Jump to content

Borchardt C-93

From Wikipedia, the free encyclopedia
Borchardt C93
Borchardt C93
TypeSemi-automatic pistol
Place of originGerman Empire
Service history
In service1895–1945
Production history
DesignerHugo Borchardt
ManufacturerLudwig Loewe & Company
No. built3,100
Mass1,160 g (41 oz)
Length355 mm (14.0 in)
Barrel length195 mm (7.7 in)

Cartridge7.65×25mm Borchardt
ActionToggle-lock recoil action
Feed system8-round detachable box magazine
SightsIron sights

The Borchardt C93 is a semi-automatic pistol designed by Hugo Borchardt in 1893.

The design is based upon the Maxim gun's toggle lock model.

Borchardt developed the high-velocity, bottlenecked 7.65×25mm Borchardt cartridge for the C93. His assistant at the time, Georg Luger, also claimed to have influenced its design. Machine tool manufacturer Ludwig Loewe & Company of Berlin, Germany, produced the C93 in anticipation of military orders. With about 1,100 manufactured by Loewe and nearly 2,000 more produced by Deutsche Waffen- und Munitionsfabriken (DWM), the Borchardt C93 was the first mass-produced semi-automatic/toggle-action pistol.[1]

Design and history[edit]

The pistol used a toggle lock system, which meant that when the gun fired, a two-piece arm rose and flexed as the gun recoiled, thus allowing the breech to unlock and release the empty cartridge case.[2]

DWM employed Georg Luger to promote the Borchardt pistol in military and commercial channels. The pistol was tested by the U.S. Navy as early as 1894 and later by the U.S. Army. Although it was accurate and its rate of fire was rapid, the Borchardt pistol was expensive to produce and unwieldy to handle due to its almost vertical grip and distribution of weight. Furthermore, its recoil was unexpectedly powerful. These criticisms were noted in the Swiss Army field tests. However, Borchardt refused to make any changes to his original design. DWM then appointed Georg Luger to make the requested improvements to the pistol. Luger took the Borchardt design, using the shorter 7.65×21mm Parabellum cartridge, which allowed him to incorporate a shorter stroke of the toggle mechanism and a narrower, angular grip. Luger's design eventually became the Luger Parabellum pistol.[1]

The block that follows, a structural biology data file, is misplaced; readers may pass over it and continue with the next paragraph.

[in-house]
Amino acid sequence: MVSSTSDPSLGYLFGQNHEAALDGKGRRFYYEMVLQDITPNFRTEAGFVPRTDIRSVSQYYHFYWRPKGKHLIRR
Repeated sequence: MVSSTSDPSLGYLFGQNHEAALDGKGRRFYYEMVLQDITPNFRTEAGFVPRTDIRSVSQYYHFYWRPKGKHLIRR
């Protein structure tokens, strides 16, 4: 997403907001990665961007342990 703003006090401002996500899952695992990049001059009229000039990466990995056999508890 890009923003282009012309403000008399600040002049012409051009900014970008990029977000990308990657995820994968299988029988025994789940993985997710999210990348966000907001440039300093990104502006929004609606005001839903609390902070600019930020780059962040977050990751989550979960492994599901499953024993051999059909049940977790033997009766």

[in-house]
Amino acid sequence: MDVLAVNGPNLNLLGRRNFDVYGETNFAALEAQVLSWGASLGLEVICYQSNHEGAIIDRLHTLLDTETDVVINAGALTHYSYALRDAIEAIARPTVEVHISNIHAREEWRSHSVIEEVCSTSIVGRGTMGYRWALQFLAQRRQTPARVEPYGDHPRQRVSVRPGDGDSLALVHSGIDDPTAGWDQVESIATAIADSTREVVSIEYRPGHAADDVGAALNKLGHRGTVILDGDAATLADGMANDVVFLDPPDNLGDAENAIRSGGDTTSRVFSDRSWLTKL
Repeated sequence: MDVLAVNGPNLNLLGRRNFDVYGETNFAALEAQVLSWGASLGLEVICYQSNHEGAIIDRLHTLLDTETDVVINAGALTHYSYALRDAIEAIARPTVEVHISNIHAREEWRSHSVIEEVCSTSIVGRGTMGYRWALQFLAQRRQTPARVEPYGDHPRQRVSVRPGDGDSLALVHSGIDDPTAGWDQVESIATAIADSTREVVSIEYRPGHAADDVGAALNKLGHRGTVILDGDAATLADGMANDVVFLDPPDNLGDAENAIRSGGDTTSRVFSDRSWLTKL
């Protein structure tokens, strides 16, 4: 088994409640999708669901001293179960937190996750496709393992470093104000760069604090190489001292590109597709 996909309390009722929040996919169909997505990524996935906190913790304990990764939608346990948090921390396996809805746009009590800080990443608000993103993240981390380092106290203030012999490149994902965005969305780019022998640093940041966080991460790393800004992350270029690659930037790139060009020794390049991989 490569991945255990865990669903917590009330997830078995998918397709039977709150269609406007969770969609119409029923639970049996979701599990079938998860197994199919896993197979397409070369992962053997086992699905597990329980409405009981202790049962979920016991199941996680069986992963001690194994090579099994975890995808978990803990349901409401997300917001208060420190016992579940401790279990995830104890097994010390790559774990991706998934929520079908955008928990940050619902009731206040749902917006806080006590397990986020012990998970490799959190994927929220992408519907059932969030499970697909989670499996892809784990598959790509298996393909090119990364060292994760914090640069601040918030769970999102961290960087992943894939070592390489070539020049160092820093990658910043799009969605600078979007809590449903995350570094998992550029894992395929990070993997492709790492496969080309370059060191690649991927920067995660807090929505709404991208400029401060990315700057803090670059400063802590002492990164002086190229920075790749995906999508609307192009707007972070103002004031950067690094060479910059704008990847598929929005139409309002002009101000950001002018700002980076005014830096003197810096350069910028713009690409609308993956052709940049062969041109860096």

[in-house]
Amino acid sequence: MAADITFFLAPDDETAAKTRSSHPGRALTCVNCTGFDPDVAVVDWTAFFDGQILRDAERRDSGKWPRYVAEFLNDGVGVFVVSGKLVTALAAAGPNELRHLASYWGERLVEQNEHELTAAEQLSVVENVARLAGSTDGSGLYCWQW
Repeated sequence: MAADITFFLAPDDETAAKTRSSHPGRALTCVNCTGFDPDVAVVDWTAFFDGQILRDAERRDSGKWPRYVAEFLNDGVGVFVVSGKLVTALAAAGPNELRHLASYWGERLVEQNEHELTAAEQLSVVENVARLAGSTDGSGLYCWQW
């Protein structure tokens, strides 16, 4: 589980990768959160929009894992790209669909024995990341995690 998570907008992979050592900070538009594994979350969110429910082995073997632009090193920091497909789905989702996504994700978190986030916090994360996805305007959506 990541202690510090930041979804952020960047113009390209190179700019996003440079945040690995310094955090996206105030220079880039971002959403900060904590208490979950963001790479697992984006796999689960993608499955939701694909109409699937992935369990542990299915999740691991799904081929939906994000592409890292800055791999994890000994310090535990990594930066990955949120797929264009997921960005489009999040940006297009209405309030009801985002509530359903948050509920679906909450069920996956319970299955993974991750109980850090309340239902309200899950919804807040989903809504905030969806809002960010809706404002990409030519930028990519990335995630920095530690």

The cartridge used in the Borchardt C93 Pistol was the basis for the primary cartridge used in the Mauser C96 pistol (7.63×25mm Mauser); they have the same dimensions, but the 7.63 mm Mauser generally had a more powerful powder charge (contemporary loading data indicated it took approximately 20% more powder than the Borchardt) and is considered to be too strong to be used in a Borchardt C93. Nonetheless, cartridge boxes from some manufacturers were marked "For Borchardt and Mauser Automatic Pistols."

The Borchardt C93 was manufactured and sold solely in its proprietary caliber, the 7.65×25mm Borchardt. Some test models were made in 7.65×21mm Parabellum and 9×18mm Borchardt, an experimental bottlenecked cartridge developed in 1902.



  1. ^ a b Antaris, Leonardo M. (2017). "In the Beginning". American Rifleman. 165 (10). National Rifle Association of America: 76&77.
  2. ^ Bull, Stephen (2004). Encyclopedia of Military Technology and Innovation. Greenwood Publishing Group. p. 45. ISBN 1573565571.

External links[edit]